Strong boost for medical-technological developments in the Eindhoven Brainport region
Five Eindhoven organizations are going one step further to speed up the development and application of medical innovations. The collaboration between TU Eindhoven, Philips, Máxima Medical Center, Catharina Hospital and the Kempenhaeghe Expertise Center in e/MTIC (Eindhoven MedTech Innovation Center) will lead to more technical innovation in healthcare.
Within the consortium, some one hundred TU/e PhD students are working with a similar number of experts, academics and scientists from TU/e, hospitals and Philips. Over the past 15 years, the parties have already been working together bilaterally on projects for perinatal care (birth care), cardiovascular care (heart and blood vessels) and sleep disorders. The TU/e Impuls program (for the training of more PhD students) has also strengthened technical innovation in healthcare over the past five years.
A number of activities will be given a place in the future Eindhoven Engine, a new research facility on the TU/e campus where the university, industry, companies and non-profit organizations will work together in joint research programs. Work on the Engine will start in January 2019.
The partners expect that the intensive collaboration between clinic, science and industry will significantly shorten the development time from research to results for the patient. It is not unusual for this to take 15 years or more. e/MTIC aims to shorten this period to five to eight years, for example by sharing research results and setting up a region-wide METC (Medical Ethics Review Committee) specifically for medical technology. This will lead to scientific and technological breakthroughs, making it quicker to identify and treat common diseases.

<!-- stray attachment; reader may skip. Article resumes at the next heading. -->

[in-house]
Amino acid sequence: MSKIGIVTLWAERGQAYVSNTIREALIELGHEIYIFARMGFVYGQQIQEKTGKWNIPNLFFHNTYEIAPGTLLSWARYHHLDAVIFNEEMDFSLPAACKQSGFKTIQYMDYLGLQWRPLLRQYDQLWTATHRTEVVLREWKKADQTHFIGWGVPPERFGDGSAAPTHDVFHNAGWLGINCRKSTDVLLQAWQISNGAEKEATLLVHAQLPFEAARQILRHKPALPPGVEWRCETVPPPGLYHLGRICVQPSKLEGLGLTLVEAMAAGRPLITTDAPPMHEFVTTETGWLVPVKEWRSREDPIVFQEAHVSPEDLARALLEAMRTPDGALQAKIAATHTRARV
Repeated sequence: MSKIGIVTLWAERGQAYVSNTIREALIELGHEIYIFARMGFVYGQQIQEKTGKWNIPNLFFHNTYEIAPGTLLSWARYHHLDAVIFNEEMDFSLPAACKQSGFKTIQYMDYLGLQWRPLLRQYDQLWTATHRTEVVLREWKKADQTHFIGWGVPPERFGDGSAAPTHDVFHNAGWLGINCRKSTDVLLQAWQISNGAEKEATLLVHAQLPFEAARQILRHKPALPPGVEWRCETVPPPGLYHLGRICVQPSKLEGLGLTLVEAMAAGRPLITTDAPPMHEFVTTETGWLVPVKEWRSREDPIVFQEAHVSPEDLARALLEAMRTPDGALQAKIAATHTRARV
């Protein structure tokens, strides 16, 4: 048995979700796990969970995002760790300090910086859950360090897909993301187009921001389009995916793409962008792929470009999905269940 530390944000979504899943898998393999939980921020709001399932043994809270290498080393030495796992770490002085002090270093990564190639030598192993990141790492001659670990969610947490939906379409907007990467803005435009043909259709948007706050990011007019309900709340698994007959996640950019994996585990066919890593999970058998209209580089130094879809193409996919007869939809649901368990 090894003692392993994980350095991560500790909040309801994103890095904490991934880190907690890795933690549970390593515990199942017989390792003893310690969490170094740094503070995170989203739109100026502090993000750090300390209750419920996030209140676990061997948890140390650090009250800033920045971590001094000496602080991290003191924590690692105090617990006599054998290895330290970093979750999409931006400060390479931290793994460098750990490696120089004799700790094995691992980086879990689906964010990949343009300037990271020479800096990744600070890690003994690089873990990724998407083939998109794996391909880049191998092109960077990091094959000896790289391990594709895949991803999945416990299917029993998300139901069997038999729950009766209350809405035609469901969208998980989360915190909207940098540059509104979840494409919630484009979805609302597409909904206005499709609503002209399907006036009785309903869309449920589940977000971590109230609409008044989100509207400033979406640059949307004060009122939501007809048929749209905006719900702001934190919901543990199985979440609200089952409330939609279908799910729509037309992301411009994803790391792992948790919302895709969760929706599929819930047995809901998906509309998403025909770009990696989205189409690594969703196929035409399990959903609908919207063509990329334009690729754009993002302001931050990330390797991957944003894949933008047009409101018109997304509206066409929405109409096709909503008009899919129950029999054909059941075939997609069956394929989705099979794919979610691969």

Manager Kees van der Klauw of the e/MTIC ecosystem: “The ageing population and the rapidly growing costs of healthcare make the current system unsustainable for the future. Technological developments are a necessary part of the solution. Together we are working on innovations that benefit the patient.”
Máxima Medical Center works daily on safe birth care
Máxima Medical Center works on safe birth care by, among other things, continuously developing innovations with Medsim. For example, simulation training is held with the world’s most lifelike birth simulator called Victoria. She has precise anatomical proportions and reacts realistically to the actions of the obstetrics team. Mother and child are also monitored with wireless electrode plasters that can make an ‘ECG’ of the womb and the unborn child.
Kempenhaeghe Center of Expertise
Approximately 10% of the Dutch population suffers from sleep disturbance. In the Center for Sleep Medicine in Kempenhaeghe, the impact of a severe sleep disorder on a person's life can be seen on a daily basis. Better diagnosis and treatment of such patients require more accessible, less burdensome and user-friendly ways of talking measurements at home and thereby enable us to identify the effect of treatment more accurately.
Catharina Heart and Vascular Center
Together with the TU/e and Philips, techniques are being developed in which the course of disease processes and the outcome of treatments can be predicted more accurately. For example, in the case of dilated arteries (aneurysm). Using advanced 3-D ultrasound diagnostics and mathematical models, the strength of the aneurysm wall of the individual patient can be determined. This makes it easier to predict how fast the aneurysm will grow and makes it possible to customize a treatment plan. The new technique can reduce the number of hospital checks and can better determine which aneurysm should or should not be operated on.